The steps to mediation are:

  • Holding brief, non-confrontational, individual ‘chats’ with each of the pupils involved, starting with the instigators
  • Explain to each individual how the victim of the bullying is feeling and how their actions contributed to that. Ask the pupils to suggest ways to make the victim feel better, or suggest ways if they cannot do this
  • Chat supportively with the victim of the bullying, explaining to them that they are not at fault and letting them know where to find support if they need it
  • Check in with each pupil a week later and agree on long term behaviour
  • Review the situation regularly and watch out for continuing signs of bullying
Restorative Conferencing

Restorative Conferencing can be carried out in a number of scenarios, for example to settle disputes between students, students and teachers or between parents and teachers. This process usually involves the victim of the bullying, the instigator, their parents or guardians and the necessary members of staff.

The steps of Restorative Conferencing involve:

  • There should be a neutral party to facilitate the conference. This facilitator should meet with everyone involved to prepare them for the process and answer any questions they may have
  • At the start of the conference, the purpose of the meeting should be outlined, for example – identifying the harm caused to the victim, the details of the incidents, clarify what needs to happen going forward and explaining why it is important for everyone to contribute to the conference
  • The details of the incidents are discussed, including how each person felt and feels now about it. The victim should speak first and then the instigator, with the facilitator using a non-judgemental tone
  • The facilitator should then invite other people present to speak
  • Summarise what was discussed in the conference and establish the steps agreed upon going forward. A follow up meeting may also need to be arranged
Circle Time

Circle Time is the best known restorative approach to addressing conflict and bullying in schools. This is another group intervention and takes about 20 or 30 minutes, depending on the nature of the situation. Pupils sit in a circle and the teacher facilitates an environment where everyone feels safe and welcomed to talk about the issue. The teacher should encourage the pupils to discuss positive ways to change their behaviour and ensure similar incidents don’t happen again.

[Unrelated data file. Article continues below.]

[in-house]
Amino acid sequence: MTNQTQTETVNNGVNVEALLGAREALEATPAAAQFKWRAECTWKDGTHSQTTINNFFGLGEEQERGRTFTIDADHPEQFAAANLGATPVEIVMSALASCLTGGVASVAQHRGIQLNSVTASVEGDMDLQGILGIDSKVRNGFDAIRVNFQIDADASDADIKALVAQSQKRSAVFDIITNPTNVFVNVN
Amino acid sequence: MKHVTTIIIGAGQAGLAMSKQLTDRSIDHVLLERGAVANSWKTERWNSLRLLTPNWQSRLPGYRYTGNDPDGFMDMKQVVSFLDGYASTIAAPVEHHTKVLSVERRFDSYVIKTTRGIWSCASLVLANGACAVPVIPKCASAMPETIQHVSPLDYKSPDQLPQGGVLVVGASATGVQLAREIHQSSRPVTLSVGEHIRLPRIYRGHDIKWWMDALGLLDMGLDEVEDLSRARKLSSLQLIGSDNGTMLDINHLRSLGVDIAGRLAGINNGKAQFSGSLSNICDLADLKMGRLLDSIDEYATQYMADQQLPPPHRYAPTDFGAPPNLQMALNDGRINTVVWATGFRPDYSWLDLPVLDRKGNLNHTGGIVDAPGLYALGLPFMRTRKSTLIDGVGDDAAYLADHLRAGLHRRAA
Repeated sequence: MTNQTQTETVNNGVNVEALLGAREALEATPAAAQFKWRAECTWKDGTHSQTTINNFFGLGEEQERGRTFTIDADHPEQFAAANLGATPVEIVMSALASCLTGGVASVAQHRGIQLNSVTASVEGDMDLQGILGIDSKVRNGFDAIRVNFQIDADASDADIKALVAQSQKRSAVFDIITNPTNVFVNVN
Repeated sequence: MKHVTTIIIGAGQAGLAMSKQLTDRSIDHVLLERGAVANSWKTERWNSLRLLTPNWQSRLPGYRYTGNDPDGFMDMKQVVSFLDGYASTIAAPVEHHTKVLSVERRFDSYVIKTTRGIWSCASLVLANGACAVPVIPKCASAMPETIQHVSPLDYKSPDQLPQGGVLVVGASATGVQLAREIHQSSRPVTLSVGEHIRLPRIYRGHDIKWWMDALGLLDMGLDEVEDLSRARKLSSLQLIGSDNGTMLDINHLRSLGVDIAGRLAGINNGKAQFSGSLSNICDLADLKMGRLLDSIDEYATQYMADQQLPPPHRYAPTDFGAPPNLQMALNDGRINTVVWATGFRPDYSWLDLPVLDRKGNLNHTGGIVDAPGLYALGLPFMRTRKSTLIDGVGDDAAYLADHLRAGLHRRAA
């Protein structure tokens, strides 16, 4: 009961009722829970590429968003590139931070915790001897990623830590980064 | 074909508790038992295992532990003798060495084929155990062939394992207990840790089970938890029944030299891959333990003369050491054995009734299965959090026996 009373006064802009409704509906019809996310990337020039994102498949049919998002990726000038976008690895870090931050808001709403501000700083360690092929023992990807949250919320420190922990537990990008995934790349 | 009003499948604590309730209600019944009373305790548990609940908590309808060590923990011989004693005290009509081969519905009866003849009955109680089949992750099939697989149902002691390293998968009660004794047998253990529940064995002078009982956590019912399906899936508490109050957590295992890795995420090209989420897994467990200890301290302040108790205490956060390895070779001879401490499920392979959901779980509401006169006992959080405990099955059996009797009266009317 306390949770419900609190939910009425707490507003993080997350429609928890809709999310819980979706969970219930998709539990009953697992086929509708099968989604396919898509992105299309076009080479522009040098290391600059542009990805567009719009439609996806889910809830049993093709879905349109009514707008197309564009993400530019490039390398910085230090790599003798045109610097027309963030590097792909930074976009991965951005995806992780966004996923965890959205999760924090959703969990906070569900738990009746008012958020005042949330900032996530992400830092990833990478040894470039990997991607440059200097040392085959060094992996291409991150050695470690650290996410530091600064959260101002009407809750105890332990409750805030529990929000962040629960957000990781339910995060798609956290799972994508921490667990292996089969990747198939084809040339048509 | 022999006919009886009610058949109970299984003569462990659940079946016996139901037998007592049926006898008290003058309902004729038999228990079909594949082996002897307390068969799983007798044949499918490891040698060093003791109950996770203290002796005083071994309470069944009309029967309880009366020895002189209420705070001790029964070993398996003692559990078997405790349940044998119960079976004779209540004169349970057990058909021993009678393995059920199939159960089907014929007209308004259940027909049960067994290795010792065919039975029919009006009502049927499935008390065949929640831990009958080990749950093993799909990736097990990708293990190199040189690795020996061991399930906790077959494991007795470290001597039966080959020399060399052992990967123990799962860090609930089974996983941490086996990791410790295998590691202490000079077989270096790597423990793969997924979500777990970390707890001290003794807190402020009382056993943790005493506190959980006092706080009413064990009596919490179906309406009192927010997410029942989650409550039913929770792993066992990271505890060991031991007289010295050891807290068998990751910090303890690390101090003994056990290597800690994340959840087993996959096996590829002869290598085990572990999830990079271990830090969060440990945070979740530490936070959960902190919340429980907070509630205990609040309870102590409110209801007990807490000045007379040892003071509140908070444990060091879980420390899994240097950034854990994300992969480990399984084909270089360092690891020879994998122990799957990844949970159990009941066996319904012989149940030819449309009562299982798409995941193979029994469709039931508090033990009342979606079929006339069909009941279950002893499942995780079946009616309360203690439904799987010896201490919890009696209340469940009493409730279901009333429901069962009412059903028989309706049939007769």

Aggression Replacement Therapy (ART)

Aggression Replacement Therapy is a three element approach to dealing with chronically aggressive youth. The three elements are; skill streaming, anger control and moral reasoning.

Skill streaming teaches:

  • Social skills eg. listening, conversational skills, apologising
  • Skills for dealing with feelings eg. expressing your feelings, understanding feelings, dealing with fear
  • Alternatives to aggression eg. negotiating, self-control, refraining from fights
  • Skills for dealing with stress eg. responding to failure, dealing with embarrassment
  • Planning skills eg. decision making, problem solving, goal setting

Anger control teaches (ABC of Anger):

  • A= What triggered the anger
  • B= What was the response
  • C= What were the consequences of the anger

Moral reasoning training attempts to remediate moral disengagement, techniques of neutralisation and cognitive distortions, which often characterise aggressive youth. Cognitive distortions that most often characterise easy-to-anger or chronically aggressive youths are:

  • Ego-centric or self-centred thinking (when I get angry I don’t care who gets hurt)
  • Attributing hostile intent to others when none is intended, therefore assuming the worst (I caught him staring at me so I hit him)
  • Blaming others or external forces for harmful actions (I had to bully her to keep in with my friends)
  • Making little of an anti-social act (everyone sends nasty messages, it’s no big deal)
  • Blaming the victim (it was her fault for going out with the guy she knew I fancied)

O’Moore, M. (2010). Understanding school bullying: A guide for parents and teachers, Veritas Publications.